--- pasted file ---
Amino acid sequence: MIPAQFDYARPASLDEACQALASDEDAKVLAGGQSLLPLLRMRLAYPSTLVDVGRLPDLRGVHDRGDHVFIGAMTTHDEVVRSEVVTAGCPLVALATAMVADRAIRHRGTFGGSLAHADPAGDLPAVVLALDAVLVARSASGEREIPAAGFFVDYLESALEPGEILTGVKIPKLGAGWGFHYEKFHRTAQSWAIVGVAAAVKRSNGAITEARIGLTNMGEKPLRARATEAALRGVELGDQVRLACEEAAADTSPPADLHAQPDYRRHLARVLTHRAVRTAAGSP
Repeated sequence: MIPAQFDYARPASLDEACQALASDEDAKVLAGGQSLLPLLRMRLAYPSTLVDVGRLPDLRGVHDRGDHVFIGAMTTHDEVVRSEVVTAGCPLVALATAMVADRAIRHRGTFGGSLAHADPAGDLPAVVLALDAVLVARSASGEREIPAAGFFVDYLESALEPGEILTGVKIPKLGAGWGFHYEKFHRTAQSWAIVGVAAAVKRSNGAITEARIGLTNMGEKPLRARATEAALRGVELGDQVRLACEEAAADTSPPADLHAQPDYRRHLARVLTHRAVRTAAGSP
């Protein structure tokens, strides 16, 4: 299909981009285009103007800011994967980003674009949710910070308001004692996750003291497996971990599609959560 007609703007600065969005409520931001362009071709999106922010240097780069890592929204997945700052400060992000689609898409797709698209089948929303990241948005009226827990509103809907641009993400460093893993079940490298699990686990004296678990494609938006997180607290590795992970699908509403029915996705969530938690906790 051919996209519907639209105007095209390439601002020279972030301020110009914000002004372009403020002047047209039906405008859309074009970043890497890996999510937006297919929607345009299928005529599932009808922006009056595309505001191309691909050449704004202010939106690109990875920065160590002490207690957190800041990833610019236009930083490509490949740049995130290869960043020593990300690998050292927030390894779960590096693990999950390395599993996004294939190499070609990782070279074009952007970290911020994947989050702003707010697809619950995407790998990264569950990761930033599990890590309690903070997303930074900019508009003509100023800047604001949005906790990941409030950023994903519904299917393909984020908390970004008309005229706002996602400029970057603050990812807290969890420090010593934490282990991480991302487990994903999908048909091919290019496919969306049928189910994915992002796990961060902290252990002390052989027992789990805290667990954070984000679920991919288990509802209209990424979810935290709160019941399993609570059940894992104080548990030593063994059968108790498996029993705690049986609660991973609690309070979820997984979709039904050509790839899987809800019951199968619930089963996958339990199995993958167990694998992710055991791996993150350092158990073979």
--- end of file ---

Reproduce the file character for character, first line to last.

Amino acid sequence: MIPAQFDYARPASLDEACQALASDEDAKVLAGGQSLLPLLRMRLAYPSTLVDVGRLPDLRGVHDRGDHVFIGAMTTHDEVVRSEVVTAGCPLVALATAMVADRAIRHRGTFGGSLAHADPAGDLPAVVLALDAVLVARSASGEREIPAAGFFVDYLESALEPGEILTGVKIPKLGAGWGFHYEKFHRTAQSWAIVGVAAAVKRSNGAITEARIGLTNMGEKPLRARATEAALRGVELGDQVRLACEEAAADTSPPADLHAQPDYRRHLARVLTHRAVRTAAGSP
Repeated sequence: MIPAQFDYARPASLDEACQALASDEDAKVLAGGQSLLPLLRMRLAYPSTLVDVGRLPDLRGVHDRGDHVFIGAMTTHDEVVRSEVVTAGCPLVALATAMVADRAIRHRGTFGGSLAHADPAGDLPAVVLALDAVLVARSASGEREIPAAGFFVDYLESALEPGEILTGVKIPKLGAGWGFHYEKFHRTAQSWAIVGVAAAVKRSNGAITEARIGLTNMGEKPLRARATEAALRGVELGDQVRLACEEAAADTSPPADLHAQPDYRRHLARVLTHRAVRTAAGSP
């Protein structure tokens, strides 16, 4: 299909981009285009103007800011994967980003674009949710910070308001004692996750003291497996971990599609959560 007609703007600065969005409520931001362009071709999106922010240097780069890592929204997945700052400060992000689609898409797709698209089948929303990241948005009226827990509103809907641009993400460093893993079940490298699990686990004296678990494609938006997180607290590795992970699908509403029915996705969530938690906790 051919996209519907639209105007095209390439601002020279972030301020110009914000002004372009403020002047047209039906405008859309074009970043890497890996999510937006297919929607345009299928005529599932009808922006009056595309505001191309691909050449704004202010939106690109990875920065160590002490207690957190800041990833610019236009930083490509490949740049995130290869960043020593990300690998050292927030390894779960590096693990999950390395599993996004294939190499070609990782070279074009952007970290911020994947989050702003707010697809619950995407790998990264569950990761930033599990890590309690903070997303930074900019508009003509100023800047604001949005906790990941409030950023994903519904299917393909984020908390970004008309005229706002996602400029970057603050990812807290969890420090010593934490282990991480991302487990994903999908048909091919290019496919969306049928189910994915992002796990961060902290252990002390052989027992789990805290667990954070984000679920991919288990509802209209990424979810935290709160019941399993609570059940894992104080548990030593063994059968108790498996029993705690049986609660991973609690309070979820997984979709039904050509790839899987809800019951199968619930089963996958339990199995993958167990694998992710055991791996993150350092158990073979």